Caltrans tells SLO to rethink building homes near airport

March 25, 2015
Jan Marx

Jan Marx

The California Department of Transportation (Caltrans) has warned the city of San Luis Obispo that it should reconsider its plan to allow the construction of high-density housing near the regional airport.

In December, the city council voted 4-1, with Councilman Dan Carpenter dissenting, to override the airport land use commission, which sets limits on development in the city’s southern edge. The council vote cleared a major hurdle for developers such as Gary Grossman, who seeks to build high-density housing in the area.

Last week, an attorney representing the aeronautical division of Caltrans sent a letter to San Luis Obispo Mayor Jan Marx asking the council to reassess its improper decision to overrule the airport commission. Previously, both the airport commission and the Caltrans aeronautics division threatened to sue the city over its plan to allow high-density developments near the airport.

The Caltrans letter states that the city’s plan violates height, noise, safety and density regulations pertaining to development surrounding the airport. The letter notes that the Santa Monica airport could be closed due to complaints from residents about noise, safety and pollution.

In response, City Attorney Christine Dietrick told the Tribune that the Caltrans letter contains numerous inaccuracies and a misrepresentation of the law.

During last year’s election season, Grossman gave maximum allowable contributions to the campaigns of Marx and Councilwoman Carlyn Christianson. The developer also donated $5,000 to the county bicycle coalition, for which Councilman Dan Rivoire serves as the executive director.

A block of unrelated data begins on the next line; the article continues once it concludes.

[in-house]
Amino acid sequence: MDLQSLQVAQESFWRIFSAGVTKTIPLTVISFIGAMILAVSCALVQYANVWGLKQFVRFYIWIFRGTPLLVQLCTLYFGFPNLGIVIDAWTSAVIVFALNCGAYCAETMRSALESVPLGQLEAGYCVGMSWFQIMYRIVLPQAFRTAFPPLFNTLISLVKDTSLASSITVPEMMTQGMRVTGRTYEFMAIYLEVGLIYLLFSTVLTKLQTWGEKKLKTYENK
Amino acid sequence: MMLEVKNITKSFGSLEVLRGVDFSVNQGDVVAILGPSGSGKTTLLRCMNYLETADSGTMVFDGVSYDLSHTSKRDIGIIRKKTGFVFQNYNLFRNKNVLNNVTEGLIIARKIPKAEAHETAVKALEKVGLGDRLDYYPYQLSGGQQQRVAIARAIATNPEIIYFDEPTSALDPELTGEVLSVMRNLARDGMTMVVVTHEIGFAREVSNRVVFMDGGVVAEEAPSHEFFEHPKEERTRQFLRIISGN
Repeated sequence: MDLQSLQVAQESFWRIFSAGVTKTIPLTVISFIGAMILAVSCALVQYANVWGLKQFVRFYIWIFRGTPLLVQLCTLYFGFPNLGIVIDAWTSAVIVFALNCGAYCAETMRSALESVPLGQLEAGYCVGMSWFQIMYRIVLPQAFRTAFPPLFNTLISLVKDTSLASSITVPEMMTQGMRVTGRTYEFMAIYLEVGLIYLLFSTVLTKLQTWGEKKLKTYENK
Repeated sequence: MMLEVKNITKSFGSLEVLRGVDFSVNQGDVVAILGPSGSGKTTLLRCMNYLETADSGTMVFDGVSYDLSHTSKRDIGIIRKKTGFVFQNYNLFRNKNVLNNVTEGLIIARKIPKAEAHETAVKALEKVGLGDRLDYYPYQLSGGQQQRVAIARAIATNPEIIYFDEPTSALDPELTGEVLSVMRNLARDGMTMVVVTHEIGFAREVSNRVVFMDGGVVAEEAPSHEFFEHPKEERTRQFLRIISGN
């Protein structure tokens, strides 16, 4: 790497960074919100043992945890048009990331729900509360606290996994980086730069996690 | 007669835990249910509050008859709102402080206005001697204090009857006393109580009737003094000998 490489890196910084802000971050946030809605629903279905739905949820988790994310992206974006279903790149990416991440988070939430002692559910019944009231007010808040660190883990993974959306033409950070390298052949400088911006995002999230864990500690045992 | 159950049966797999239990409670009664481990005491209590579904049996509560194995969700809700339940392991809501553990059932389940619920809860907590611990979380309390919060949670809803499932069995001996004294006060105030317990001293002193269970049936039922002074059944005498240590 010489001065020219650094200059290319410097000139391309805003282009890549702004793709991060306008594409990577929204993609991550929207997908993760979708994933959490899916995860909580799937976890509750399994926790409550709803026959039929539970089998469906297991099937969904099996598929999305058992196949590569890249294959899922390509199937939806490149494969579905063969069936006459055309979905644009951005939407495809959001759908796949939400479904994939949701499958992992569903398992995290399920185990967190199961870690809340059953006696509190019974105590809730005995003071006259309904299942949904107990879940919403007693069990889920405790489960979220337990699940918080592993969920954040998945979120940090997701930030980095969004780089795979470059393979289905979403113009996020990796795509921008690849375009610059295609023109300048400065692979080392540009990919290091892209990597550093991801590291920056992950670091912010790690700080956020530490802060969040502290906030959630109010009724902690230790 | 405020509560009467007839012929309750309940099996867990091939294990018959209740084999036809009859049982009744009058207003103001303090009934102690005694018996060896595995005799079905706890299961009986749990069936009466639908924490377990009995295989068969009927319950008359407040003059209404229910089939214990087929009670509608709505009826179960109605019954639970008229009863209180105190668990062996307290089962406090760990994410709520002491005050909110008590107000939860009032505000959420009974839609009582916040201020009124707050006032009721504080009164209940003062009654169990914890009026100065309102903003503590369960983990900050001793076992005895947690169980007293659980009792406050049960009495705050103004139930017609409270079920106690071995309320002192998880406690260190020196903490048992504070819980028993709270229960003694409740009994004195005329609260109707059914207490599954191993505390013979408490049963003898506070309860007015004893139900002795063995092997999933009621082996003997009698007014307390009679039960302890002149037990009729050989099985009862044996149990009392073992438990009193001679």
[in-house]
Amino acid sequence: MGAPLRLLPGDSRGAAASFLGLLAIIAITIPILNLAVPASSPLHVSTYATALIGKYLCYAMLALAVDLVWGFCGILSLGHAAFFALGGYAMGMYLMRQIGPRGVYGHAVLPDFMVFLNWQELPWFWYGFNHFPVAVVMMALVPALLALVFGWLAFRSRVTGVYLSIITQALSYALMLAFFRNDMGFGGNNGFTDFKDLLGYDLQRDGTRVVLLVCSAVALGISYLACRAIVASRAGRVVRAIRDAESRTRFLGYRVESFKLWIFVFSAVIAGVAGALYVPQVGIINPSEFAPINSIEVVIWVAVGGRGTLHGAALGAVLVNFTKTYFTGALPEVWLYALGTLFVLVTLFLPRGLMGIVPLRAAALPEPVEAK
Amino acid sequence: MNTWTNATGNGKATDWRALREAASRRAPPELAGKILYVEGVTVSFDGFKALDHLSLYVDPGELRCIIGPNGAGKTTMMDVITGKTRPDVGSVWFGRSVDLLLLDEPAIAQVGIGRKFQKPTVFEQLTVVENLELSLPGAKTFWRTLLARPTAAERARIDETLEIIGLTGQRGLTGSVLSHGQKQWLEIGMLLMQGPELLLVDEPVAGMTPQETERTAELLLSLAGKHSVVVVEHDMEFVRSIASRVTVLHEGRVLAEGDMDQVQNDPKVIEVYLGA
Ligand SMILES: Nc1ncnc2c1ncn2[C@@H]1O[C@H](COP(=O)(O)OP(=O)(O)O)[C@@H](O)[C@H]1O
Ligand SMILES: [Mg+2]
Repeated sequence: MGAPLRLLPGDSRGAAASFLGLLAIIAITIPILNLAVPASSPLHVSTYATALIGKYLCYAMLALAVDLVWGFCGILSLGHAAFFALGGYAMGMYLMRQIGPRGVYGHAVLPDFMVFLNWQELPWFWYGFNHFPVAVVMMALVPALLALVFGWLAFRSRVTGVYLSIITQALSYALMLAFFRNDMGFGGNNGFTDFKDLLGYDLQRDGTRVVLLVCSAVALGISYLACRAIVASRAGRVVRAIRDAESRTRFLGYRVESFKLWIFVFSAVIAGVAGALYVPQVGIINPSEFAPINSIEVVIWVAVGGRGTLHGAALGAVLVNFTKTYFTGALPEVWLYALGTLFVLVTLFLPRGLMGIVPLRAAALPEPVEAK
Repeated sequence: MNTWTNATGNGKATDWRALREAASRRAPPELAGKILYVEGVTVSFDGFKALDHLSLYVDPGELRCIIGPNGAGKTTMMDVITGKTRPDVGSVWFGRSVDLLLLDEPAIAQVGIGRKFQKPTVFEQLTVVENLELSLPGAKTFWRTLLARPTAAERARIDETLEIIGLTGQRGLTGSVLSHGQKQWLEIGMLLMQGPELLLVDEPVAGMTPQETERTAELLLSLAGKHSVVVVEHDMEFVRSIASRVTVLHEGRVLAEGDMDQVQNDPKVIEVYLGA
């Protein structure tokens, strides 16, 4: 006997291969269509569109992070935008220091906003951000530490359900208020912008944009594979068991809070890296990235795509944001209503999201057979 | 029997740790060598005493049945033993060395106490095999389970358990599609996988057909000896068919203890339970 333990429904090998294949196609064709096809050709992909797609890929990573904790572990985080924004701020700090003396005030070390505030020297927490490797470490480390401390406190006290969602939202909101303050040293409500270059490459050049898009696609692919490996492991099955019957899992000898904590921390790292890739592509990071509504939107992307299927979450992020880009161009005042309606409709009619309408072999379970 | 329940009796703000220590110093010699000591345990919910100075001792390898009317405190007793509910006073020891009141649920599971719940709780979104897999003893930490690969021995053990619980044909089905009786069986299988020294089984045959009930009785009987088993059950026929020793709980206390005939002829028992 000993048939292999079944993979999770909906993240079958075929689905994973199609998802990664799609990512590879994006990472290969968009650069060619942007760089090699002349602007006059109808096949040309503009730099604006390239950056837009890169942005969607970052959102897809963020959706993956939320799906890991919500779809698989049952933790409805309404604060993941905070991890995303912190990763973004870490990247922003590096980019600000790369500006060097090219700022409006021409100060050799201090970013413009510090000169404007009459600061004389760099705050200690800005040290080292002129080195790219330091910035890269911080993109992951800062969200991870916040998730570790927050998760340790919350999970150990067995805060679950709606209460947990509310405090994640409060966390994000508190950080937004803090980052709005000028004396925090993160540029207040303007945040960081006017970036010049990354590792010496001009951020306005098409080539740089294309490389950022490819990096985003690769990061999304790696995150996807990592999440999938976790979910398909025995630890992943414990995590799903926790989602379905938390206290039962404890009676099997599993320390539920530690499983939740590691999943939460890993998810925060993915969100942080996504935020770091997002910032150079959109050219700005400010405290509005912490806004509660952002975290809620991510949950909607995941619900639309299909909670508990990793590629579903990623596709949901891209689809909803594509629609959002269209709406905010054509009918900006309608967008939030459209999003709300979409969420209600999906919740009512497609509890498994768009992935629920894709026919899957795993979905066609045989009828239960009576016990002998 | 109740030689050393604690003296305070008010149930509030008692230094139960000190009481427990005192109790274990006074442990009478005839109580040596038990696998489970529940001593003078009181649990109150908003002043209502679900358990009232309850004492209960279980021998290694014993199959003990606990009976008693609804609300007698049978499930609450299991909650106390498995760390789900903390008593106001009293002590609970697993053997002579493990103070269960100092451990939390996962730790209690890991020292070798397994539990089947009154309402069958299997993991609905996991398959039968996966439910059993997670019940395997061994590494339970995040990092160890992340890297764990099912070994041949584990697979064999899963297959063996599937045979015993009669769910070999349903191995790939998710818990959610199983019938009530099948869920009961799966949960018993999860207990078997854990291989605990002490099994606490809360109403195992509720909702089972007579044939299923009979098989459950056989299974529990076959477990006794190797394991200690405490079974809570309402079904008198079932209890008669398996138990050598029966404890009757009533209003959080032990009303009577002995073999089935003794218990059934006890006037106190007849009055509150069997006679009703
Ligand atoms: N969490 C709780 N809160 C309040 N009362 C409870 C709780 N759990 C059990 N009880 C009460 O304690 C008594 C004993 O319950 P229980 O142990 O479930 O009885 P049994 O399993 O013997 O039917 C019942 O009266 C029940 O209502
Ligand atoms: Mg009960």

Grossman is currently trying to develop the 131-acre property owned by rancher Ernie Dalidio. Sources have told CalCoastNews that he has already spent several million dollars on the proposed development, and that he needs approval for high-density development in order to make the project more financially viable.

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39 Comments

  1. JMO says:

    Why don’t we shut down the SLO airport and consolidate air service at Santa Maria airport? Included in the shutdown would be funding of bus service every 1/2 hour between downtown SLO and the Santa Maria airport for a fee of only $3 each way. The SLO airport could then be rezoned as a commercial hub that would bring much wanted head-of-household jobs to SLO. The increase in passenger traffic at Santa Maria airport will lower ticket prices due to competition. Any extra revenue should be used to promote Obamacare (ok, I had to throw that last part in to keep it interesting).

    (-3) 3 Total Votes - 0 up - 3 down
  2. Myself says:

    I think that Dalido’s property should now be zoned as more green belt, leave the farming as it is,leave the common garden project go on, and as a nice guesture Grossman should buy those 3 lots that were allowed to be set up and donate those to the city as well.
    Intresting look at Ms Marx she strikes me as a 2nd or 3rd grade teacher, standing at the front of the class making up new rules to try to keep the rowdy children in check.

    (4) 6 Total Votes - 5 up - 1 down
  3. Rambunctious says:

    If the city is aiming at revenue from home development and the only place they have to look is near the airport then you can place that blame on the stupid greenbelt initiative. Reap what you sow.

    (-1) 3 Total Votes - 1 up - 2 down
    • hijinks says:

      Fact: there’s no “revenue” flow from residential development. Residential demands and requires more in services than it returns in revenue. Thus it is a loss to a city to provide it. This has been known for at least 30 years. Surprised anybody still believes the contrary.

      What “stupid greenbelt initiative?” Facts madame?

      (0) 0 Total Votes - 0 up - 0 down
      • hijinks says:

        Correction: first sentence should read “no positive ‘revenue’ flow from residential development.”

        (0) 0 Total Votes - 0 up - 0 down

Comments are closed.